The Lucky Ones

prideI came out to my parents when I was twenty. My mom already knew. My father might not have been happy about it, but he faked it well enough that I didn’t find out about his discomfort until years after he died.

I am one of the lucky ones.

When I was seventeen, I went for a walk, hand in hand, with the only man I’ve ever dated. We were attacked by two guys who, in their ignorance, saw two men holding hands. I was punched in the face hard enough to loosen my front teeth and give me a puffy lip. If a passing bus hadn’t stopped at the corner and the bus driver hadn’t gotten out, who knows how much worse it could have been?

I am one of the lucky ones.

My mom and all my brothers were present and happy for my wedding to a woman. I got married in Canada in 2006. It wouldn’t become legal in the US until 2015.

I am one of the lucky ones.

One night, on my way home from work when I was twenty-seven, I was followed off the bus by a guy who trailed me for half a block calling me “faggot” and “sissy-boy.” I didn’t correct him because I had no idea if it was worse to be a faggot or a dyke. Instead, I crossed a busy street in front of an oncoming car to get away from him.

I am one of the lucky ones.

To my knowledge, I’ve never lost a job opportunity because of my sexuality. I’ve never been denied housing or an education.

I am one of the lucky ones.

I was hassled on the bus by a group of teenagers who saw someone different and alone. One of them tried to up the ante by sitting next to me. I blistered his ears and sent him back to his group who only got louder. The bus driver ignored the situation until I went up and asked for his name to include in my report to the bus company. Only then did he tell the kids to pipe down, but he didn’t remove them from the bus.

I am one of the lucky ones.

All my life, I’ve dealt with snickers as I walk by because I refuse to wear clothes that make me uncomfortable. Because I won’t grow my hair long. Because I don’t look the way society thinks a woman ought to. I’ve weathered questions in the bathroom, though not gracefully. I’ve ignored disapproving stares from those older than me, and laughter that breaks out when my back is turned by those who are younger.

I am one of the lucky ones.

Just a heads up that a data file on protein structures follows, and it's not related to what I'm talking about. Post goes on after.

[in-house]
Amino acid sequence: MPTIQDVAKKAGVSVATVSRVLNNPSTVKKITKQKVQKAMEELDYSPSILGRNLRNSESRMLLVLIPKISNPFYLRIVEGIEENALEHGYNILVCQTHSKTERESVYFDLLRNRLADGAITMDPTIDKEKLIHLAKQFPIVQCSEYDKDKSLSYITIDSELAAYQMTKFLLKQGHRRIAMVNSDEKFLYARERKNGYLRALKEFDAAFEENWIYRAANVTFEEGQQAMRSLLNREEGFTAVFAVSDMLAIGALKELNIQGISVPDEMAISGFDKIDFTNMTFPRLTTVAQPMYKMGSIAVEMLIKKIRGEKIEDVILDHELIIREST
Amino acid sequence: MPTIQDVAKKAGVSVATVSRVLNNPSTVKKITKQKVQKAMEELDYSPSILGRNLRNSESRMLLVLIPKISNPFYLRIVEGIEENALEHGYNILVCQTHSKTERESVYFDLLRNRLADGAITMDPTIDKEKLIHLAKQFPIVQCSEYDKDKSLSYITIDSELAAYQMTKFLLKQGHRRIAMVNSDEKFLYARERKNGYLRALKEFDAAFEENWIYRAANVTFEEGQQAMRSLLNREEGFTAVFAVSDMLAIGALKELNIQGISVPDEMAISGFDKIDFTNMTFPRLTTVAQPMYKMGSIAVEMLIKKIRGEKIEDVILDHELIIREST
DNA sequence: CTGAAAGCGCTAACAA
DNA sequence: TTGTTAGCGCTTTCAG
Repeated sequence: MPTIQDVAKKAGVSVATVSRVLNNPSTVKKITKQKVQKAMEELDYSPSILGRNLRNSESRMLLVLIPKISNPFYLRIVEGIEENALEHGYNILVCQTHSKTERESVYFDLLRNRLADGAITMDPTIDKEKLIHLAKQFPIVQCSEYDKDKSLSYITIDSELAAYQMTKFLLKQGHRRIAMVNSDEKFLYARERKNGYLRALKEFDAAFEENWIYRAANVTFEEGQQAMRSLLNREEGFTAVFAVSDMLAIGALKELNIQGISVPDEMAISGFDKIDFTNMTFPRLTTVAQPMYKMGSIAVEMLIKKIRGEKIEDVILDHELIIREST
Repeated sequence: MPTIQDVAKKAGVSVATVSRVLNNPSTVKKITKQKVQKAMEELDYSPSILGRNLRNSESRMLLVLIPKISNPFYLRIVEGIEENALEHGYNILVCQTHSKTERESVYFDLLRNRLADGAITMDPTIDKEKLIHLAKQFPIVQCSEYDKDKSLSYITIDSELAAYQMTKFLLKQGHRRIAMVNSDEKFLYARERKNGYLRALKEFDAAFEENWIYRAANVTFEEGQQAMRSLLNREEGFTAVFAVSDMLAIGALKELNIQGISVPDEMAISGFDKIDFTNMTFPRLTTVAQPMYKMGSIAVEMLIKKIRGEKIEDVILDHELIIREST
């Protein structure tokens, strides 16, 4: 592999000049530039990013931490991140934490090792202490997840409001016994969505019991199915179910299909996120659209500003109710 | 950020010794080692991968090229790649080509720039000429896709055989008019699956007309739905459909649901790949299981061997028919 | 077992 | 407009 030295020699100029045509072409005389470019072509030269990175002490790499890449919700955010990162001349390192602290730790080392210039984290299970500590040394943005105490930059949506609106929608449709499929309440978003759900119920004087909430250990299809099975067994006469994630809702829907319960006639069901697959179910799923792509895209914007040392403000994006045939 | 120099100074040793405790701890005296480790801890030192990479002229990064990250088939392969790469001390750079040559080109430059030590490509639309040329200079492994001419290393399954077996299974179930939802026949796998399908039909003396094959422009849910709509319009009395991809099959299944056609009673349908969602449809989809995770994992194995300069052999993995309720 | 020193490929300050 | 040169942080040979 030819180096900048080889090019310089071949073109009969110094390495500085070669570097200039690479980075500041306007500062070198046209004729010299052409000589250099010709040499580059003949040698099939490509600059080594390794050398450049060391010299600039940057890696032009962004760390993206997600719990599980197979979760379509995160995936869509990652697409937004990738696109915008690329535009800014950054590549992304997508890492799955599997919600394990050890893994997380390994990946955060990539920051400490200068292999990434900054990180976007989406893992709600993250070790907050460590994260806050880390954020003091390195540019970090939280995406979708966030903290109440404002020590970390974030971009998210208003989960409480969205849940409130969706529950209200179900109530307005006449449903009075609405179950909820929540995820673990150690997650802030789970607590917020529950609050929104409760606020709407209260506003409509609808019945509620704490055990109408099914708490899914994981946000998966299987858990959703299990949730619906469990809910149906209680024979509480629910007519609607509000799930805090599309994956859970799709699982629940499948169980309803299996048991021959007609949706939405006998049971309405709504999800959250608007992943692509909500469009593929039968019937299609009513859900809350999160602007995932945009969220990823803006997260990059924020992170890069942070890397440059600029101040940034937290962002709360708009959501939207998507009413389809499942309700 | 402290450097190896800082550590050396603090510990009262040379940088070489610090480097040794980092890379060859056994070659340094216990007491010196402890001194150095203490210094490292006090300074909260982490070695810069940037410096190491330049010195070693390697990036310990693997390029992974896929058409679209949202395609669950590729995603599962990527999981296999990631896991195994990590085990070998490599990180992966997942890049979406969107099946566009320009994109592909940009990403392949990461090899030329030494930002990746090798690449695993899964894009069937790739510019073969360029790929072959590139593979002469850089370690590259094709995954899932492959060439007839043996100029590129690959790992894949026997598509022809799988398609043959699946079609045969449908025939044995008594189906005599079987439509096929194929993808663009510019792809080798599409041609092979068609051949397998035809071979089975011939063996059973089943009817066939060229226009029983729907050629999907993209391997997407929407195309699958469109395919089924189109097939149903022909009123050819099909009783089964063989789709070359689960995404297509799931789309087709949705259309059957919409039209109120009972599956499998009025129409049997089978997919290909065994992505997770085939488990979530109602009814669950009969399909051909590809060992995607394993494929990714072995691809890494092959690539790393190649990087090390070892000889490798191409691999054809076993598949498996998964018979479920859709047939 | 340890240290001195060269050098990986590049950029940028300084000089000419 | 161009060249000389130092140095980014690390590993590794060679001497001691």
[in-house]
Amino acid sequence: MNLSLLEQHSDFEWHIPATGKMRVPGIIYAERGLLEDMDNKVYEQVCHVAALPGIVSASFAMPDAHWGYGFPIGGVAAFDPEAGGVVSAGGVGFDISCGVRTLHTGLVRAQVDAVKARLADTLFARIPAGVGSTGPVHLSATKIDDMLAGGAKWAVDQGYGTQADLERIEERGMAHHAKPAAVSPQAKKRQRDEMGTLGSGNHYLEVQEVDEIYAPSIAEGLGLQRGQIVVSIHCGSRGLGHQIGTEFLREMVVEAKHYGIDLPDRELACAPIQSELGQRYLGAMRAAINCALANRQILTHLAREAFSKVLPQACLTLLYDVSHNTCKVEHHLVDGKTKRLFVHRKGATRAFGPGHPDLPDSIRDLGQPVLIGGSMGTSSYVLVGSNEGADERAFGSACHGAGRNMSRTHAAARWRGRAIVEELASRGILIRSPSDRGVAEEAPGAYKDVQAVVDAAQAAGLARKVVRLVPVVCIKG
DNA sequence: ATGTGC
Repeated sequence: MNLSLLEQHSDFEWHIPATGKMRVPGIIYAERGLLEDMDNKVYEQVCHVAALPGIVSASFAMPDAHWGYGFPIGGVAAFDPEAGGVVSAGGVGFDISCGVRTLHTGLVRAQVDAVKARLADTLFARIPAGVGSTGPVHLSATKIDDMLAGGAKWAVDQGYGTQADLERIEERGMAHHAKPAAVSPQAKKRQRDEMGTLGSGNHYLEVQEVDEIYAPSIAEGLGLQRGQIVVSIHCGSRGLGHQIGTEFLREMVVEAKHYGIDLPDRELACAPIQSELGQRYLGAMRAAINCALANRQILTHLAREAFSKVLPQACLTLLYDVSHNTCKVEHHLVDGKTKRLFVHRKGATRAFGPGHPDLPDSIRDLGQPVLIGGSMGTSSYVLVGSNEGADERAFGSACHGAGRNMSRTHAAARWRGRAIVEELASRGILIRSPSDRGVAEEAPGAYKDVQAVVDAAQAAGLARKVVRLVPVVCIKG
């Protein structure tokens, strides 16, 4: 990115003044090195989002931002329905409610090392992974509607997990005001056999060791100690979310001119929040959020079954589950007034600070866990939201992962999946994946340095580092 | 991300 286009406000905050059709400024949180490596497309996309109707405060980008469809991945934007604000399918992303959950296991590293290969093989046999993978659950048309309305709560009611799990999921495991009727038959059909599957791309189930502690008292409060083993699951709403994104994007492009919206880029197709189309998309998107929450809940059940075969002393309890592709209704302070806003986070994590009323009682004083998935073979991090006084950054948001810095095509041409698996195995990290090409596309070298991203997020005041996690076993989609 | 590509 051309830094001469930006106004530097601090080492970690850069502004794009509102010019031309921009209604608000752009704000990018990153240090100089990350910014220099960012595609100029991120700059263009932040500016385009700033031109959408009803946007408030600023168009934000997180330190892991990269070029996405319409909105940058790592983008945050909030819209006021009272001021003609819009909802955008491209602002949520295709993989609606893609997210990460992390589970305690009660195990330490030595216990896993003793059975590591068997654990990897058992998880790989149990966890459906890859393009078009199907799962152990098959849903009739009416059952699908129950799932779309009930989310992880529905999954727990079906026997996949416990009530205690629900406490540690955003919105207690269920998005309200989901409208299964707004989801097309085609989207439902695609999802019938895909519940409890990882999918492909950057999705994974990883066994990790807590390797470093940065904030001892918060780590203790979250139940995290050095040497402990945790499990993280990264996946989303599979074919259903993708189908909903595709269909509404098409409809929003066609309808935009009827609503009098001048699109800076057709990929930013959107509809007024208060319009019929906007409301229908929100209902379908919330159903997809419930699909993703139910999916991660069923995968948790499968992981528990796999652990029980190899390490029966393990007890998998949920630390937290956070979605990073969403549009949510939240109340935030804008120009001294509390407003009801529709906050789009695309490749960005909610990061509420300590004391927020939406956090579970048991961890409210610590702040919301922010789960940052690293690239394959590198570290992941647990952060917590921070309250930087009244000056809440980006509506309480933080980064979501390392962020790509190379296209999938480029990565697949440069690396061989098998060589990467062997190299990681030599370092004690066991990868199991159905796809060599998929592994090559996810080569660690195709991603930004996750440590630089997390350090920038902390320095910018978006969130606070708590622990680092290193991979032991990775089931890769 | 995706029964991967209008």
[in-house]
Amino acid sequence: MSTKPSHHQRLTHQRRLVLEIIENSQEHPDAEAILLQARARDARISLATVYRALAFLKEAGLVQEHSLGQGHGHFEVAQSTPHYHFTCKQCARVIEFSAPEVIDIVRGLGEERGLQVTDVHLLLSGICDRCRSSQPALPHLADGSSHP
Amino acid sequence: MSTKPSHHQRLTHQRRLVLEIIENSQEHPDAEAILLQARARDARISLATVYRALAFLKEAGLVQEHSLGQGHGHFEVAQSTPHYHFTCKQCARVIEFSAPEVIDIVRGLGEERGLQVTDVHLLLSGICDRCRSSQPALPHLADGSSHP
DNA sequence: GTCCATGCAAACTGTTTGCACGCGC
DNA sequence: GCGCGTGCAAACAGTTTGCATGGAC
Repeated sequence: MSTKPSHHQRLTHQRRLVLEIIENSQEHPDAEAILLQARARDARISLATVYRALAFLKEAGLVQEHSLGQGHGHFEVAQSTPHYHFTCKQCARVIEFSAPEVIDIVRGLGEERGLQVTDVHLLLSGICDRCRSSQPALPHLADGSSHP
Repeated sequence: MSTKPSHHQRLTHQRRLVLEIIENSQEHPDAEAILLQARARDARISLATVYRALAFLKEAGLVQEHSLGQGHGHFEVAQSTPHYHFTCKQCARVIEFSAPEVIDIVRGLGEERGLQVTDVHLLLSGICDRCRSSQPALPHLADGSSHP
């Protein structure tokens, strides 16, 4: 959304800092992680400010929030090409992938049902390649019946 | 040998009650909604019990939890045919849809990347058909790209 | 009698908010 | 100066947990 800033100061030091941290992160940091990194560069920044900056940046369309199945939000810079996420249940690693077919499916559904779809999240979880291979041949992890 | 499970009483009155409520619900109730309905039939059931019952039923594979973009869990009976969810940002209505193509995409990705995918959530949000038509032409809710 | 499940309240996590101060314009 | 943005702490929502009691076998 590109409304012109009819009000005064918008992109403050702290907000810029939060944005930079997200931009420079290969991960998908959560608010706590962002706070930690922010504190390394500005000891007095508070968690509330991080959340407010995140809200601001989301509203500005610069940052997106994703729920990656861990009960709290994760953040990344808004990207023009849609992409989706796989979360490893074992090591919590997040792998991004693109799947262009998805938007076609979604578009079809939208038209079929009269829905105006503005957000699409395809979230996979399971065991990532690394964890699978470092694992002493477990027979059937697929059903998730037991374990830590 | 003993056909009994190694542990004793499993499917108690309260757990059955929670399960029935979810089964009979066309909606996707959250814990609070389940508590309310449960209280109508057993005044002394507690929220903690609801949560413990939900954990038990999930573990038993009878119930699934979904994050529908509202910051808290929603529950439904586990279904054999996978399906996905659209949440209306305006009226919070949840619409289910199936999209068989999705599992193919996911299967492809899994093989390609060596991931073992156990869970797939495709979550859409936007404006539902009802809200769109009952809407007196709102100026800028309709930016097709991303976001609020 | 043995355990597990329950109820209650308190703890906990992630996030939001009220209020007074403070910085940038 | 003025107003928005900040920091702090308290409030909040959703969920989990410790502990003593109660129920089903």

I know how to take the temperature in the room before I touch my partner’s hand at a restaurant. I gauge strangers around me before taking her hand outside. I take a more feminine-looking friend with me to public bathrooms so I have someone to vouch for me, and I avoid bathrooms as much as possible when alone.

I am one of the lucky ones, but so many aren’t. So many of us have been beaten and murdered for being the only thing we can be: ourselves. It’s everywhere, in my community, in yours. No one gets to avoid homophobia, though some of us are luckier than others.

I’ve been lucky, by all counts. There are plenty of people who have it much worse than I do. But luck is all it is. We are all the lucky ones, we who remain. But how long until our luck runs out?

There is no other choice than to go on, to keep moving forward, to keep being who we are and to honor those who lost their lives doing the same.

Stonewall Inn, NYC

New Orleans, LA

San Francisco, CA

Humboldt, NE

Atlanta, GA

Laramie, WY

Roanoke, VA

Galveston, TX

Port Bolivar, TX

Orlando, FL

(This is nowhere near an exhaustive list, and neither is this much longer one on Wikipedia.)

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9 Responses to The Lucky Ones

  1. Pingback: Reblog: The Lucky Ones by Lise MacTague | Romance and Chocolate

  2. rfsimon says:

    I saw Karin Kallmaker post this on Facebook, and I resisted it there. I also tweeted a link directly to your post.

    You have described so many of my daily interactions in this post. Thank you for finding the words and perspective.


  3. Karen Moore says:

    Eloquent writing. I hope your luck holds until the mores change. I remember the giddy joy of June 27, 2015, “equal dignity in the eyes of the law” and cling to that hope in the face of the recent horrific attack, as well as the many other instances of homophobia.


  4. laneywebber says:

    Such a beautiful, honest, and heartbreaking piece of writing. My wife has experienced many of the same things as you, just for being herself. And we experience them as a couple when we are out in public. Not everytime we got out in public. But we do the “barometer check” as I call it, before we hold hands. You speak from our heart as well. Thank you for your courage and your eloquence.

    Liked by 1 person

  5. Heartbreaking and important. Thank you for writing this.


  6. Excellent, eloquent, and on-point. Love ya, and think of you often. Keep making art!


  7. Pingback: Reblog: The Lucky Ones by Lise MacTague |

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